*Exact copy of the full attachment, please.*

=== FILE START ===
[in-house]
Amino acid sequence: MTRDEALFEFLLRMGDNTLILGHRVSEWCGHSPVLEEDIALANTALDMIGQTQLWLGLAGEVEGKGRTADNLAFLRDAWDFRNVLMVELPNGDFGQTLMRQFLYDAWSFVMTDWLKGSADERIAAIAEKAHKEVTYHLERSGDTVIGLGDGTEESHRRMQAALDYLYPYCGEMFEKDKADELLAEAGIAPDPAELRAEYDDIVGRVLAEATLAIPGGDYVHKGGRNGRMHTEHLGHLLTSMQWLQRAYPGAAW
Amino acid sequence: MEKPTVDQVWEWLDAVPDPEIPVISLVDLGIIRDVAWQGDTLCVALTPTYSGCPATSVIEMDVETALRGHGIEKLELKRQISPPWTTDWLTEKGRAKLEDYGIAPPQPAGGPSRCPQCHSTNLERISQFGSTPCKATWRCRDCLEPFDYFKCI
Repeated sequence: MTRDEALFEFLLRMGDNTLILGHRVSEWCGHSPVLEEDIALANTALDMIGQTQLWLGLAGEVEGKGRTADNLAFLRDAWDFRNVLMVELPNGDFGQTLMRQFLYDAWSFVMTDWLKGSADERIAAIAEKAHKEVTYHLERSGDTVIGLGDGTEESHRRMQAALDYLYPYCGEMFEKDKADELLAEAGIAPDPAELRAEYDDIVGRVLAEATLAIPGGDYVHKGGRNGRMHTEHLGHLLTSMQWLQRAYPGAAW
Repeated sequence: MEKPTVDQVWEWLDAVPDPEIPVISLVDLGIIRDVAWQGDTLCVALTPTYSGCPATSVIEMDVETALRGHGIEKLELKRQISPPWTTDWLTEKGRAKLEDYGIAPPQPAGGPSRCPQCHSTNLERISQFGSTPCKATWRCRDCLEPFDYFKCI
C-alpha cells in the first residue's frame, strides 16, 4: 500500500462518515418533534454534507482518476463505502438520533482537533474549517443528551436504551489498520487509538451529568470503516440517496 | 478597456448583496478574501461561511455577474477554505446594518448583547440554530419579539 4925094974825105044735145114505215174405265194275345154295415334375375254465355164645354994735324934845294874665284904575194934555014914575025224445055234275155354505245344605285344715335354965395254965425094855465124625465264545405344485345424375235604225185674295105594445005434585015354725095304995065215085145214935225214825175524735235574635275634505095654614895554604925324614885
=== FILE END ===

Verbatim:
[in-house]
Amino acid sequence: MTRDEALFEFLLRMGDNTLILGHRVSEWCGHSPVLEEDIALANTALDMIGQTQLWLGLAGEVEGKGRTADNLAFLRDAWDFRNVLMVELPNGDFGQTLMRQFLYDAWSFVMTDWLKGSADERIAAIAEKAHKEVTYHLERSGDTVIGLGDGTEESHRRMQAALDYLYPYCGEMFEKDKADELLAEAGIAPDPAELRAEYDDIVGRVLAEATLAIPGGDYVHKGGRNGRMHTEHLGHLLTSMQWLQRAYPGAAW
Amino acid sequence: MEKPTVDQVWEWLDAVPDPEIPVISLVDLGIIRDVAWQGDTLCVALTPTYSGCPATSVIEMDVETALRGHGIEKLELKRQISPPWTTDWLTEKGRAKLEDYGIAPPQPAGGPSRCPQCHSTNLERISQFGSTPCKATWRCRDCLEPFDYFKCI
Repeated sequence: MTRDEALFEFLLRMGDNTLILGHRVSEWCGHSPVLEEDIALANTALDMIGQTQLWLGLAGEVEGKGRTADNLAFLRDAWDFRNVLMVELPNGDFGQTLMRQFLYDAWSFVMTDWLKGSADERIAAIAEKAHKEVTYHLERSGDTVIGLGDGTEESHRRMQAALDYLYPYCGEMFEKDKADELLAEAGIAPDPAELRAEYDDIVGRVLAEATLAIPGGDYVHKGGRNGRMHTEHLGHLLTSMQWLQRAYPGAAW
Repeated sequence: MEKPTVDQVWEWLDAVPDPEIPVISLVDLGIIRDVAWQGDTLCVALTPTYSGCPATSVIEMDVETALRGHGIEKLELKRQISPPWTTDWLTEKGRAKLEDYGIAPPQPAGGPSRCPQCHSTNLERISQFGSTPCKATWRCRDCLEPFDYFKCI
C-alpha cells in the first residue's frame, strides 16, 4: 500500500462518515418533534454534507482518476463505502438520533482537533474549517443528551436504551489498520487509538451529568470503516440517496 | 478597456448583496478574501461561511455577474477554505446594518448583547440554530419579539 4925094974825105044735145114505215174405265194275345154295415334375375254465355164645354994735324934845294874665284904575194934555014914575025224445055234275155354505245344605285344715335354965395254965425094855465124625465264545405344485345424375235604225185674295105594445005434585015354725095304995065215085145214935225214825175524735235574635275634505095654614895554604925324614885